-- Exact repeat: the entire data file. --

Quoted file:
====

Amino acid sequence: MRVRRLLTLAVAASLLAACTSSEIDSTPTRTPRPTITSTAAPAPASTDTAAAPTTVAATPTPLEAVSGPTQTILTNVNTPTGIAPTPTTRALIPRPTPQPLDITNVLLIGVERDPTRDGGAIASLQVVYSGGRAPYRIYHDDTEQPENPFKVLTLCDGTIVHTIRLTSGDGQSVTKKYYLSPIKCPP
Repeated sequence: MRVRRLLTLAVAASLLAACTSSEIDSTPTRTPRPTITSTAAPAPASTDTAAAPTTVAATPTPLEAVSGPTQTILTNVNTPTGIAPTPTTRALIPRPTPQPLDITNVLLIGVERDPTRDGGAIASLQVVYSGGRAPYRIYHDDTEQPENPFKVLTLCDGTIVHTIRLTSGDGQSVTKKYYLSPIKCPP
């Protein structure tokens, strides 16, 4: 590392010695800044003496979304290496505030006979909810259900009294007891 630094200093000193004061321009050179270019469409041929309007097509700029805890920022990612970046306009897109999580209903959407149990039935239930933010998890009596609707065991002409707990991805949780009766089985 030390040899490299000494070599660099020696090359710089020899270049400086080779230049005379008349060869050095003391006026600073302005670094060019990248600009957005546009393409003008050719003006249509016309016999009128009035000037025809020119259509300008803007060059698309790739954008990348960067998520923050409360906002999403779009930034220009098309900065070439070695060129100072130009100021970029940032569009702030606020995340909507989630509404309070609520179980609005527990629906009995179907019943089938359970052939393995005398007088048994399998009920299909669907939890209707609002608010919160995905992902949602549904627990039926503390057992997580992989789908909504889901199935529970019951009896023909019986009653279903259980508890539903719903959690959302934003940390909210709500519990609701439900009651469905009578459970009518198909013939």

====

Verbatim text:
Amino acid sequence: MRVRRLLTLAVAASLLAACTSSEIDSTPTRTPRPTITSTAAPAPASTDTAAAPTTVAATPTPLEAVSGPTQTILTNVNTPTGIAPTPTTRALIPRPTPQPLDITNVLLIGVERDPTRDGGAIASLQVVYSGGRAPYRIYHDDTEQPENPFKVLTLCDGTIVHTIRLTSGDGQSVTKKYYLSPIKCPP
Repeated sequence: MRVRRLLTLAVAASLLAACTSSEIDSTPTRTPRPTITSTAAPAPASTDTAAAPTTVAATPTPLEAVSGPTQTILTNVNTPTGIAPTPTTRALIPRPTPQPLDITNVLLIGVERDPTRDGGAIASLQVVYSGGRAPYRIYHDDTEQPENPFKVLTLCDGTIVHTIRLTSGDGQSVTKKYYLSPIKCPP
């Protein structure tokens, strides 16, 4: 590392010695800044003496979304290496505030006979909810259900009294007891 630094200093000193004061321009050179270019469409041929309007097509700029805890920022990612970046306009897109999580209903959407149990039935239930933010998890009596609707065991002409707990991805949780009766089985 030390040899490299000494070599660099020696090359710089020899270049400086080779230049005379008349060869050095003391006026600073302005670094060019990248600009957005546009393409003008050719003006249509016309016999009128009035000037025809020119259509300008803007060059698309790739954008990348960067998520923050409360906002999403779009930034220009098309900065070439070695060129100072130009100021970029940032569009702030606020995340909507989630509404309070609520179980609005527990629906009995179907019943089938359970052939393995005398007088048994399998009920299909669907939890209707609002608010919160995905992902949602549904627990039926503390057992997580992989789908909504889901199935529970019951009896023909019986009653279903259980508890539903719903959690959302934003940390909210709500519990609701439900009651469905009578459970009518198909013939």